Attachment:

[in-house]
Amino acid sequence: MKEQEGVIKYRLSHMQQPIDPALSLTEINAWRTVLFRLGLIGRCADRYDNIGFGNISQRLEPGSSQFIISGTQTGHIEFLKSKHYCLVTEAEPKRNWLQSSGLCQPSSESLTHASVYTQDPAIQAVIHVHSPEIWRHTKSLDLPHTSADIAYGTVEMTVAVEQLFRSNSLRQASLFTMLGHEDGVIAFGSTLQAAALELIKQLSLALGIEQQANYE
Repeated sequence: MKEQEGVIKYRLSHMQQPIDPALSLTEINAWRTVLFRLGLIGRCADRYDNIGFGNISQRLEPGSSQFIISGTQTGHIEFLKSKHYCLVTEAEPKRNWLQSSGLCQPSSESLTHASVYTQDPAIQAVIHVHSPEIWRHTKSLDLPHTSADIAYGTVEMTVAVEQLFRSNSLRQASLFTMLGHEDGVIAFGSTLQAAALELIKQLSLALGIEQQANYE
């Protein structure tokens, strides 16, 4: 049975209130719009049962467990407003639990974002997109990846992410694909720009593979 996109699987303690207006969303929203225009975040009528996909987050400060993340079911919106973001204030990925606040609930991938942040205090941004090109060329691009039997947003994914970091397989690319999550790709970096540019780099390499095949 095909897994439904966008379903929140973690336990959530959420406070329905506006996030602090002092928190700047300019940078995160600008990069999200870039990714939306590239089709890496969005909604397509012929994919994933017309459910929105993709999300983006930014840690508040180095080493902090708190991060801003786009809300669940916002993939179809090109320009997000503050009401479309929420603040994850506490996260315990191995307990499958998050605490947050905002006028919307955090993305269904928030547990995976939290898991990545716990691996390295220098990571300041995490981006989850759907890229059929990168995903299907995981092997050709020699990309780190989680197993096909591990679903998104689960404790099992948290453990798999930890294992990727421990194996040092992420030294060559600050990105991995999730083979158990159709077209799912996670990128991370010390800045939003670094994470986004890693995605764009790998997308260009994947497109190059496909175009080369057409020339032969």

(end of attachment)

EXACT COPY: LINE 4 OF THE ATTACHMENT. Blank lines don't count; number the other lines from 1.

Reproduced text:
């Protein structure tokens, strides 16, 4: 049975209130719009049962467990407003639990974002997109990846992410694909720009593979 996109699987303690207006969303929203225009975040009528996909987050400060993340079911919106973001204030990925606040609930991938942040205090941004090109060329691009039997947003994914970091397989690319999550790709970096540019780099390499095949 095909897994439904966008379903929140973690336990959530959420406070329905506006996030602090002092928190700047300019940078995160600008990069999200870039990714939306590239089709890496969005909604397509012929994919994933017309459910929105993709999300983006930014840690508040180095080493902090708190991060801003786009809300669940916002993939179809090109320009997000503050009401479309929420603040994850506490996260315990191995307990499958998050605490947050905002006028919307955090993305269904928030547990995976939290898991990545716990691996390295220098990571300041995490981006989850759907890229059929990168995903299907995981092997050709020699990309780190989680197993096909591990679903998104689960404790099992948290453990798999930890294992990727421990194996040092992420030294060559600050990105991995999730083979158990159709077209799912996670990128991370010390800045939003670094994470986004890693995605764009790998997308260009994947497109190059496909175009080369057409020339032969």